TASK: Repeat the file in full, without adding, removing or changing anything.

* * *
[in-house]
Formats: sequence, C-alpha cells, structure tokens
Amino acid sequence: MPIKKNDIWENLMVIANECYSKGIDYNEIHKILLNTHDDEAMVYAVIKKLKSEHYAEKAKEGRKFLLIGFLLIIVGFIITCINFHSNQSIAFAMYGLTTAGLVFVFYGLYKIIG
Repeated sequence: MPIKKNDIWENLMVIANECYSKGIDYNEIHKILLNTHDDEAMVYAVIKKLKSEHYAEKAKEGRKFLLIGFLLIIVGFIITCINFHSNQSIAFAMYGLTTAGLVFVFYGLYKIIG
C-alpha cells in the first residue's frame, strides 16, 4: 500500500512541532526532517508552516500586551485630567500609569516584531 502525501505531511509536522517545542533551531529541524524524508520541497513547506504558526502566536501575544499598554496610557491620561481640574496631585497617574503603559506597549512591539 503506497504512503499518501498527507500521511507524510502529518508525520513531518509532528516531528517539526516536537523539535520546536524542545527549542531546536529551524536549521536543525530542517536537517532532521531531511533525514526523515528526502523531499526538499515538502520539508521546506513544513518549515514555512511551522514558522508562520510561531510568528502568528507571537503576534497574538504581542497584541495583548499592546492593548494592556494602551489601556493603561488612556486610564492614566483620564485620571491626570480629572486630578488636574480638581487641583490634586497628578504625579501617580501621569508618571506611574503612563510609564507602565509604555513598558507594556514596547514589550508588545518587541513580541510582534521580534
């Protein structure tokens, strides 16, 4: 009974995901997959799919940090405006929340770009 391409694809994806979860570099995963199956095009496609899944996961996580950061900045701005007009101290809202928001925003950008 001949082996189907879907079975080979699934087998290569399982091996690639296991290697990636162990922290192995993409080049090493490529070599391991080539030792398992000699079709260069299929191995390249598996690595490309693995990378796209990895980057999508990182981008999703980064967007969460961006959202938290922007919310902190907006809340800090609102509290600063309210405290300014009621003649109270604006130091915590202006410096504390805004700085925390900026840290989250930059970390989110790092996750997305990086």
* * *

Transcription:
[in-house]
Formats: sequence, C-alpha cells, structure tokens
Amino acid sequence: MPIKKNDIWENLMVIANECYSKGIDYNEIHKILLNTHDDEAMVYAVIKKLKSEHYAEKAKEGRKFLLIGFLLIIVGFIITCINFHSNQSIAFAMYGLTTAGLVFVFYGLYKIIG
Repeated sequence: MPIKKNDIWENLMVIANECYSKGIDYNEIHKILLNTHDDEAMVYAVIKKLKSEHYAEKAKEGRKFLLIGFLLIIVGFIITCINFHSNQSIAFAMYGLTTAGLVFVFYGLYKIIG
C-alpha cells in the first residue's frame, strides 16, 4: 500500500512541532526532517508552516500586551485630567500609569516584531 502525501505531511509536522517545542533551531529541524524524508520541497513547506504558526502566536501575544499598554496610557491620561481640574496631585497617574503603559506597549512591539 503506497504512503499518501498527507500521511507524510502529518508525520513531518509532528516531528517539526516536537523539535520546536524542545527549542531546536529551524536549521536543525530542517536537517532532521531531511533525514526523515528526502523531499526538499515538502520539508521546506513544513518549515514555512511551522514558522508562520510561531510568528502568528507571537503576534497574538504581542497584541495583548499592546492593548494592556494602551489601556493603561488612556486610564492614566483620564485620571491626570480629572486630578488636574480638581487641583490634586497628578504625579501617580501621569508618571506611574503612563510609564507602565509604555513598558507594556514596547514589550508588545518587541513580541510582534521580534
């Protein structure tokens, strides 16, 4: 009974995901997959799919940090405006929340770009 391409694809994806979860570099995963199956095009496609899944996961996580950061900045701005007009101290809202928001925003950008 001949082996189907879907079975080979699934087998290569399982091996690639296991290697990636162990922290192995993409080049090493490529070599391991080539030792398992000699079709260069299929191995390249598996690595490309693995990378796209990895980057999508990182981008999703980064967007969460961006959202938290922007919310902190907006809340800090609102509290600063309210405290300014009621003649109270604006130091915590202006410096504390805004700085925390900026840290989250930059970390989110790092996750997305990086």